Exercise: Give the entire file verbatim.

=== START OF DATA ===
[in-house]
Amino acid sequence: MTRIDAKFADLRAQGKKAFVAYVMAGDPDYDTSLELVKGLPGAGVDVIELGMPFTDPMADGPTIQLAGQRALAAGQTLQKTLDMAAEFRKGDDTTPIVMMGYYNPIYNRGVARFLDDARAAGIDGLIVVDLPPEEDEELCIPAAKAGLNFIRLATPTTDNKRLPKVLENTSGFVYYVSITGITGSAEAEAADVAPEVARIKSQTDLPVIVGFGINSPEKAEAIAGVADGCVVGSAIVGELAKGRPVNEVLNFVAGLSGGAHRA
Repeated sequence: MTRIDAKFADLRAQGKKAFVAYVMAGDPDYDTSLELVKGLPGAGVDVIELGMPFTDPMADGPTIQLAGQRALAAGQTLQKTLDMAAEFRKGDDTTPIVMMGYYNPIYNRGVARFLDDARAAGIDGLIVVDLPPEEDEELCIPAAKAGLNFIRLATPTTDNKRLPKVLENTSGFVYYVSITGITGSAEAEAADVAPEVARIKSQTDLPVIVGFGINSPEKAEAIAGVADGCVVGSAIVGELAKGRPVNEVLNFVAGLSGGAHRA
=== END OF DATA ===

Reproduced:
[in-house]
Amino acid sequence: MTRIDAKFADLRAQGKKAFVAYVMAGDPDYDTSLELVKGLPGAGVDVIELGMPFTDPMADGPTIQLAGQRALAAGQTLQKTLDMAAEFRKGDDTTPIVMMGYYNPIYNRGVARFLDDARAAGIDGLIVVDLPPEEDEELCIPAAKAGLNFIRLATPTTDNKRLPKVLENTSGFVYYVSITGITGSAEAEAADVAPEVARIKSQTDLPVIVGFGINSPEKAEAIAGVADGCVVGSAIVGELAKGRPVNEVLNFVAGLSGGAHRA
Repeated sequence: MTRIDAKFADLRAQGKKAFVAYVMAGDPDYDTSLELVKGLPGAGVDVIELGMPFTDPMADGPTIQLAGQRALAAGQTLQKTLDMAAEFRKGDDTTPIVMMGYYNPIYNRGVARFLDDARAAGIDGLIVVDLPPEEDEELCIPAAKAGLNFIRLATPTTDNKRLPKVLENTSGFVYYVSITGITGSAEAEAADVAPEVARIKSQTDLPVIVGFGINSPEKAEAIAGVADGCVVGSAIVGELAKGRPVNEVLNFVAGLSGGAHRA